2-5 players, Competitive, Wretched Vindicating Exploration

Designer: Marc Neidlinger

Artwork: Noah Adelman, Brett Carville, Emiliano Cordoba, Bartek Fedyczak, Noemi Konkoly, Phu Thieu

Publisher: Orange Nebula

Release Year: 2018

Origin Story

I remember glimpsing this game during its first Kickstarter run awhile back but never really dug too deep into it and totally missed the second run with the expansion. Of course, after all that I started seeing the game pop up more and more from other reviewers and indeed, it piqued my interest. By chance I was perusing a local game store and happened upon a single copy and its expansion, which, I promptly purchased. Now that I’ve gotten a few plays under my belt with all of its included “modules” I’m ready to fully explore all the interesting mechanics and game play elements with you!

Overview of Gameplay

The gameplay is a bit deep but honestly, I picked it up pretty quickly. On your turn there are three main actions you can take in any order and a number of side actions that you can take as much as you want (for the most part). Then play will pass to the next player and this cycle will continue over and over until one of the end game triggers happens. One more round will be played and then players will count up a number of items to determine their final score. Whoever has the highest score wins!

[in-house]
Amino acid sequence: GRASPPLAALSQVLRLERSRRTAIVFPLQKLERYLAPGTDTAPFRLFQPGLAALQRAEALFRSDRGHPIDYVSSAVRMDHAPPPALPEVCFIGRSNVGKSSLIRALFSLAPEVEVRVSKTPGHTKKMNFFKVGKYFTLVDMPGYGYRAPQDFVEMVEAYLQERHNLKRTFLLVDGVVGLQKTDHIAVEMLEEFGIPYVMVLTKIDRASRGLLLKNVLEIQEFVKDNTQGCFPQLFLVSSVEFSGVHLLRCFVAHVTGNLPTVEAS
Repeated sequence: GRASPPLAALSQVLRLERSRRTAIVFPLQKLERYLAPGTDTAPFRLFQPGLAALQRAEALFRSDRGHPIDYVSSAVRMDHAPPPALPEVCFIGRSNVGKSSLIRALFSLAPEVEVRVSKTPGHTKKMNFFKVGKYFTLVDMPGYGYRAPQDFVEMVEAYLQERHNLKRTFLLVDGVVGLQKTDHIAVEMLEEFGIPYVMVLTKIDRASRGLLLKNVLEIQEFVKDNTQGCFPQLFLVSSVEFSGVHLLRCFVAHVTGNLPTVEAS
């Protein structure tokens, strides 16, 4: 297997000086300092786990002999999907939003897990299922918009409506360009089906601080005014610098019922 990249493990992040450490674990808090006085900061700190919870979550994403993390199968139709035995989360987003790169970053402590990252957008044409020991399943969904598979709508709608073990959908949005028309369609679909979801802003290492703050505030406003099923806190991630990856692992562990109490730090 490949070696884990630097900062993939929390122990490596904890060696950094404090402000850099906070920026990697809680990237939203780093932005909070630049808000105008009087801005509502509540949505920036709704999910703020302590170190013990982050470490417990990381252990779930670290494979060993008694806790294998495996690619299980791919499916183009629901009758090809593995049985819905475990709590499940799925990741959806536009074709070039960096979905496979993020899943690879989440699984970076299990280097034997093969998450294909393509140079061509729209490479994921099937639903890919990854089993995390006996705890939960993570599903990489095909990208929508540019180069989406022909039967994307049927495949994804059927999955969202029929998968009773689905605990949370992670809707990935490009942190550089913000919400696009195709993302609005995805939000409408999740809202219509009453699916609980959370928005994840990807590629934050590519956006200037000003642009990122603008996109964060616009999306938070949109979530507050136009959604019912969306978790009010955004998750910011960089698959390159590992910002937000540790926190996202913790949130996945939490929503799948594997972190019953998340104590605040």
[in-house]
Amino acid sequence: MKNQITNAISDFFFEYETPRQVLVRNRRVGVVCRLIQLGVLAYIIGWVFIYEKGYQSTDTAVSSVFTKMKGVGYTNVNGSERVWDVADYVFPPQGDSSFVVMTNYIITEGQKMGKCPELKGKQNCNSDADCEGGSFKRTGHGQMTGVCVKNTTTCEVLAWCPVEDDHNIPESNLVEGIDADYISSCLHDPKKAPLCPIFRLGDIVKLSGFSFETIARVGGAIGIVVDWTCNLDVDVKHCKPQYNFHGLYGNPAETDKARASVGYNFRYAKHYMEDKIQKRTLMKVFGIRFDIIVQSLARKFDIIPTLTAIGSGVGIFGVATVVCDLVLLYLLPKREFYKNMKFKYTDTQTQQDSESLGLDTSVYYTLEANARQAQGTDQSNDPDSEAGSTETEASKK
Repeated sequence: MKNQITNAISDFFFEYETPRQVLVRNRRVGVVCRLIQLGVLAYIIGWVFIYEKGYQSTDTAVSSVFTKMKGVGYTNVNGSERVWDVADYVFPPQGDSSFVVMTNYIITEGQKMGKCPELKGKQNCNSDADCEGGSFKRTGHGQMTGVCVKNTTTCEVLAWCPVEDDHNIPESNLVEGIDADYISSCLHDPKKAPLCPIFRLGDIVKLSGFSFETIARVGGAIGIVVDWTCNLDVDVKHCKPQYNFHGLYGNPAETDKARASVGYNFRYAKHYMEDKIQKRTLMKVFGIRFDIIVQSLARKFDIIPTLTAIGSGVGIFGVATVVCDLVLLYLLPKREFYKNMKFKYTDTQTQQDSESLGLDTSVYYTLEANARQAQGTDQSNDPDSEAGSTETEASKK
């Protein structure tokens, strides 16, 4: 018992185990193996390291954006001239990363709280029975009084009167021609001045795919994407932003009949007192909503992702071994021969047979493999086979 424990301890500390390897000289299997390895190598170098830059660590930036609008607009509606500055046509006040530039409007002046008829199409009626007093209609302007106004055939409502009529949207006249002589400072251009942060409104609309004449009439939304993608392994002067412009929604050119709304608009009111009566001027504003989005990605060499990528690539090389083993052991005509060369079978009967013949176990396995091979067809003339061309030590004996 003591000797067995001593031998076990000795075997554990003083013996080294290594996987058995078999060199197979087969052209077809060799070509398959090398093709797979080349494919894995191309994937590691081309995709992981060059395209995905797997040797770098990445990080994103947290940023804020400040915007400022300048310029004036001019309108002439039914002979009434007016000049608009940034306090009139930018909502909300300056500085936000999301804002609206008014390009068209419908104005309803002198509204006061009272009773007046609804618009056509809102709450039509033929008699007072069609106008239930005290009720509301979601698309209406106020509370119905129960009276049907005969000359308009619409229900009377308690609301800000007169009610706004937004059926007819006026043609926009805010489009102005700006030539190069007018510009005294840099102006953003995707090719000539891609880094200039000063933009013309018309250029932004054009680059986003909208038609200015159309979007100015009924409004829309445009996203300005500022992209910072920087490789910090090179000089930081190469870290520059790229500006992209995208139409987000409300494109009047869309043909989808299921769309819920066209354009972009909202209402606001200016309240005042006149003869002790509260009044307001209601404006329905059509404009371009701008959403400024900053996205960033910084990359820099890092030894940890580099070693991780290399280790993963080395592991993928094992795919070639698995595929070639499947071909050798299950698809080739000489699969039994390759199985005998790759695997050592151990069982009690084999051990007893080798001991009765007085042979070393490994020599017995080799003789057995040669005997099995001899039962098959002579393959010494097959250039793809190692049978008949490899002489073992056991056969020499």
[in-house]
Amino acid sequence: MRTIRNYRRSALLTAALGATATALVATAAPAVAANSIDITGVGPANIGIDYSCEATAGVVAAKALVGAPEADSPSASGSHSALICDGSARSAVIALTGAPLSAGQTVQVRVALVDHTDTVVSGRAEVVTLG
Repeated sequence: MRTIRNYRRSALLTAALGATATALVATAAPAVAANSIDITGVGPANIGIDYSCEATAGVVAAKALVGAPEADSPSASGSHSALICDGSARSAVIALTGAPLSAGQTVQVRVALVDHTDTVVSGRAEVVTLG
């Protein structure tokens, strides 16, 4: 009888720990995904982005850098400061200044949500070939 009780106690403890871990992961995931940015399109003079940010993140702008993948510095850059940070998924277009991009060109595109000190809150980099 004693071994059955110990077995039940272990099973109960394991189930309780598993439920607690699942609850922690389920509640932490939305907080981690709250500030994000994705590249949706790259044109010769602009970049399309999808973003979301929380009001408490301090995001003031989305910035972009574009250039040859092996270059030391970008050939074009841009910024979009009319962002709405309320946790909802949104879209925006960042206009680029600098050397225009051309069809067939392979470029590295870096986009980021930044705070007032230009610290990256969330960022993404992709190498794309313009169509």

Let’s discuss the main board a bit first. On this board there are six attribute spots circling the board each in a different color. Three of these are basic attributes and players can gain influence in each of these pretty easily just by activating themselves or their companions or even from visiting certain locations. The other three attributes are quite a bit more difficult to attain as they are a combination of each of the two bordering common attributes. Each attribute section houses cards focusing on that specific attribute. So, for example the three common attributes each have a deck of companion cards focusing on the specific attribute such as Strength, Knowledge and Inspiration. The three elite attributes are each a combo of the bordering two on each of their sides, SO, as an example let’s take a look at the Green attribute, Wisdom. Housed in the Wisdom section are the Trait cards, which, all give extra Honor points and extra exclusive abilities. But to gain such an elite trait you will need not only to visit a specific location on the board BUT spend two influence cubes FROM the Wisdom section on the main board. It’s tough but totally worth it.